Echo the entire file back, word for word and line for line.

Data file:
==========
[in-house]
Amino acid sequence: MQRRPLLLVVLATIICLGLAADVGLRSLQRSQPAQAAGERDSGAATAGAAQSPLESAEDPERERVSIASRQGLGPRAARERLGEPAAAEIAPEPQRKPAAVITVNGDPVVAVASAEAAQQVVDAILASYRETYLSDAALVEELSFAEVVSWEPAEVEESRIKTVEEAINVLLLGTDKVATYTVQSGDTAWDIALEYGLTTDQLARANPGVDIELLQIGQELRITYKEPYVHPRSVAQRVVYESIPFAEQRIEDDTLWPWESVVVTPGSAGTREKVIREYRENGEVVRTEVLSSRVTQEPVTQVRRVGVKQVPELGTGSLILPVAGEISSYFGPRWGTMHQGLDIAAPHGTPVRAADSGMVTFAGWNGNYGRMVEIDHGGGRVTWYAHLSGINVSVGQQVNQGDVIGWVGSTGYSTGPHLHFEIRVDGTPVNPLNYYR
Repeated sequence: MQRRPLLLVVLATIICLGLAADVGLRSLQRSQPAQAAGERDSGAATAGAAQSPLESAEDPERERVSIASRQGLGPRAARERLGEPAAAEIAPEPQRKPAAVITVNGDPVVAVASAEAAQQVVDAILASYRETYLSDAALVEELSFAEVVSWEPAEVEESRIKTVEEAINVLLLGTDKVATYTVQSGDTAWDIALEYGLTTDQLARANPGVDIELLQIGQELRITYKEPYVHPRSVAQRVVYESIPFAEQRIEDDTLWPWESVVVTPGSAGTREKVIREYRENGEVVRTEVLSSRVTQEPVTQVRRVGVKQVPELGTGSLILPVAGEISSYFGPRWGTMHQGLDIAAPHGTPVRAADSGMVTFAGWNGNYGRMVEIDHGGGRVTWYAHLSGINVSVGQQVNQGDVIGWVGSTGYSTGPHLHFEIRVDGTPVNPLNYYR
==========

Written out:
[in-house]
Amino acid sequence: MQRRPLLLVVLATIICLGLAADVGLRSLQRSQPAQAAGERDSGAATAGAAQSPLESAEDPERERVSIASRQGLGPRAARERLGEPAAAEIAPEPQRKPAAVITVNGDPVVAVASAEAAQQVVDAILASYRETYLSDAALVEELSFAEVVSWEPAEVEESRIKTVEEAINVLLLGTDKVATYTVQSGDTAWDIALEYGLTTDQLARANPGVDIELLQIGQELRITYKEPYVHPRSVAQRVVYESIPFAEQRIEDDTLWPWESVVVTPGSAGTREKVIREYRENGEVVRTEVLSSRVTQEPVTQVRRVGVKQVPELGTGSLILPVAGEISSYFGPRWGTMHQGLDIAAPHGTPVRAADSGMVTFAGWNGNYGRMVEIDHGGGRVTWYAHLSGINVSVGQQVNQGDVIGWVGSTGYSTGPHLHFEIRVDGTPVNPLNYYR
Repeated sequence: MQRRPLLLVVLATIICLGLAADVGLRSLQRSQPAQAAGERDSGAATAGAAQSPLESAEDPERERVSIASRQGLGPRAARERLGEPAAAEIAPEPQRKPAAVITVNGDPVVAVASAEAAQQVVDAILASYRETYLSDAALVEELSFAEVVSWEPAEVEESRIKTVEEAINVLLLGTDKVATYTVQSGDTAWDIALEYGLTTDQLARANPGVDIELLQIGQELRITYKEPYVHPRSVAQRVVYESIPFAEQRIEDDTLWPWESVVVTPGSAGTREKVIREYRENGEVVRTEVLSSRVTQEPVTQVRRVGVKQVPELGTGSLILPVAGEISSYFGPRWGTMHQGLDIAAPHGTPVRAADSGMVTFAGWNGNYGRMVEIDHGGGRVTWYAHLSGINVSVGQQVNQGDVIGWVGSTGYSTGPHLHFEIRVDGTPVNPLNYYR